The Sixties Radical- Azriel


In Solomon’s Temple, there were two places reserved for the Holy Ark: One in the Chamber of the Holy of Holies, and one hidden deep beneath that chamber.

There are two places to find G‑d’s presence in all its glory.

One is in the most holy of chambers, beyond the place of light and heavenly incense. There G‑d Himself could be found by the most perfect of mortals on the most sublime day of the year.

Today, we cannot enter that place. But there is another place, beyond catacombs and convoluted mazes, deep within the bowels of the earth—and yet always accessible to those who will make the journey.

There, those whose faces are charred with the ashes of failure, their hands bloody from scraping through dirt and stone, their clothes torn from falling again and again, and their hearts ripped by bitter tears—there, in that subterranean darkness, they are blinded by the light of the hidden things of G‑d . . .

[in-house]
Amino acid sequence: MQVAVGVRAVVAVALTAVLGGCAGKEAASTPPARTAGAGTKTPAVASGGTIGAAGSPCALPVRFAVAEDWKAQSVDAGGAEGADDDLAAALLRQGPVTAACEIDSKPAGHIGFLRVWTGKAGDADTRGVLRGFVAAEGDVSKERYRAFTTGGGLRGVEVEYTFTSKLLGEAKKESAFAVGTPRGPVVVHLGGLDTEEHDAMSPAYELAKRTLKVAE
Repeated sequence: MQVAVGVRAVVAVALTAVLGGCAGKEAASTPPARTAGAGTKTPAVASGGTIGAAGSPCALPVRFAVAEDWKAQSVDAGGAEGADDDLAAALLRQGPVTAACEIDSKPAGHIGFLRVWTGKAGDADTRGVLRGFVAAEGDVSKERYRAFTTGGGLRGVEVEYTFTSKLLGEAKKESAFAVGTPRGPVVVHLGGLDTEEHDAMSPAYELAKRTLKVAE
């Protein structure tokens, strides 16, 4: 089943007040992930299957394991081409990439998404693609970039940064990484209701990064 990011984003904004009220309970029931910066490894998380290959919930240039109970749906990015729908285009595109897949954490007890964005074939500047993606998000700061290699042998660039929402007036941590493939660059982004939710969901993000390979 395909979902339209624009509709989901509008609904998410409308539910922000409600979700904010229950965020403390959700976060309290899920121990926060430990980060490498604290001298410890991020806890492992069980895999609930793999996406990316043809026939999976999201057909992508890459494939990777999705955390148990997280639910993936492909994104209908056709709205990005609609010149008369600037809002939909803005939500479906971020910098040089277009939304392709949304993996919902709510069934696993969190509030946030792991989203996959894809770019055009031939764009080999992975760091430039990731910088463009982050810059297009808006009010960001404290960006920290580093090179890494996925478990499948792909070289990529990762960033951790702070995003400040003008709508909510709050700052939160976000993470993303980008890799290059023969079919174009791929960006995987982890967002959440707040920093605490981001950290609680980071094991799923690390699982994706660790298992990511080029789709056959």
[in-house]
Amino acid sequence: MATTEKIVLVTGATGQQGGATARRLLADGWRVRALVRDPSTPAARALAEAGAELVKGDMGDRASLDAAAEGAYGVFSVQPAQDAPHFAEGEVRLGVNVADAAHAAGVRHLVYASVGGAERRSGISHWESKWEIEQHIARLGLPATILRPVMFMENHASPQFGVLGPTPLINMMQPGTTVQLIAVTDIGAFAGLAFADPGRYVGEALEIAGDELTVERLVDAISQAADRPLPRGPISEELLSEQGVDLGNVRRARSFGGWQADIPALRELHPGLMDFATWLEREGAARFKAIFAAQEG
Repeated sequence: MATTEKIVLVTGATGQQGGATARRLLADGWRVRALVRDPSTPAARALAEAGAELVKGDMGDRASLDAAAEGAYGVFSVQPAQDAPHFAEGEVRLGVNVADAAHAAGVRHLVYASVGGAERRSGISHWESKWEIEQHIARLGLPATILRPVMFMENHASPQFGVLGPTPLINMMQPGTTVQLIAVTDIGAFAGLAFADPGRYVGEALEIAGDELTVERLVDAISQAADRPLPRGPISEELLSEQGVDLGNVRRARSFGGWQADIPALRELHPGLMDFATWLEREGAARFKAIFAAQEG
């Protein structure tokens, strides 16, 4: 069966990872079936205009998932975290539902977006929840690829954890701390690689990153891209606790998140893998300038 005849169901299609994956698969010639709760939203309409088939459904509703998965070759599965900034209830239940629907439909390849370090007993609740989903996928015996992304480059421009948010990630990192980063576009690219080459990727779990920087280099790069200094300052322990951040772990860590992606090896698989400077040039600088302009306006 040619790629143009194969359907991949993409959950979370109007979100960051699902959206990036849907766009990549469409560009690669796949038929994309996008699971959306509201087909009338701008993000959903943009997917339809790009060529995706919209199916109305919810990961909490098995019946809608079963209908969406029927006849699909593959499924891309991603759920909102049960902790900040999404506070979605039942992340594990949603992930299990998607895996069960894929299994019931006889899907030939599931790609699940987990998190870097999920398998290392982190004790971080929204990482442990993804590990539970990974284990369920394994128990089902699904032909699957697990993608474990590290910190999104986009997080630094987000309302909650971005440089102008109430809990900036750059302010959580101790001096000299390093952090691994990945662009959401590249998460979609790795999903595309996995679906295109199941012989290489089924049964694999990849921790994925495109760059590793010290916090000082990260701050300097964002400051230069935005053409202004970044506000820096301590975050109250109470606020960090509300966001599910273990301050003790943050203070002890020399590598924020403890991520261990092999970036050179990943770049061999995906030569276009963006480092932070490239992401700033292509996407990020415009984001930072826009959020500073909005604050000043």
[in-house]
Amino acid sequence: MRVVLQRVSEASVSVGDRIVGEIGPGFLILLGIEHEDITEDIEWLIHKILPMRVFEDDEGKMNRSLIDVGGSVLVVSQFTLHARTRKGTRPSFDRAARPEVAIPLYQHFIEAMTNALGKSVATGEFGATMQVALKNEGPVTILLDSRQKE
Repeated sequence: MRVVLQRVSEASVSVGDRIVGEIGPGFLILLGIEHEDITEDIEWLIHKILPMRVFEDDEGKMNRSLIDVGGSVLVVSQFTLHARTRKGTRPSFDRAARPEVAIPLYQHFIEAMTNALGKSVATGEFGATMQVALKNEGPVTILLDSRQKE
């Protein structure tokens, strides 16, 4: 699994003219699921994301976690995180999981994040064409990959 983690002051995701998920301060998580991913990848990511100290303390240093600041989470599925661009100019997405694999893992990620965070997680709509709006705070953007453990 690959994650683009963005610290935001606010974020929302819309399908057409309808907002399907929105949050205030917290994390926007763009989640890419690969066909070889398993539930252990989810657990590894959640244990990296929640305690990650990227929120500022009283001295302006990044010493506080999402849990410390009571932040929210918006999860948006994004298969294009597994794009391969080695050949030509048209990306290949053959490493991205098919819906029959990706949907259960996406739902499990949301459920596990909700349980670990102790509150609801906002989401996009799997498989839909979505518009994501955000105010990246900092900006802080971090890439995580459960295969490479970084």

. . . until that Presence will shine for all of us, forever.

Likkutei Sichot, vol. 26, pp. 156ff

The Sixties Radical- Azriel


Avraham was the first man to become selfless and submit himself to G-d without any reservations. Period end of discussion. Avraham the Hebrew is one of the models that we Jews must learn to emulate.

By doing this Avraham experienced G-d on a whole new level. Avraham had a direct pipeline to HaShem.

How? By dying to self as my teacher Pastor Steve Gray says it.

Avraham did this and thus he paved the way for Yeshua the Jewish Messiah to show us how to live and put Torah on our hearts.

Yeshua died, defeated death so that we could live and escape the trappings of a corrupt religious system that was killing us. Yeshua’s death gave us life and direct access to the Father.

This is hard to die to self.

I know I do this on a daily basis because I don’t want to miss the revival of Israel and we Jews.

The struggle is to kill me so that G-d’s soul and will becomes mine. It is not about me it is all about Yeshua the L-rd of my life.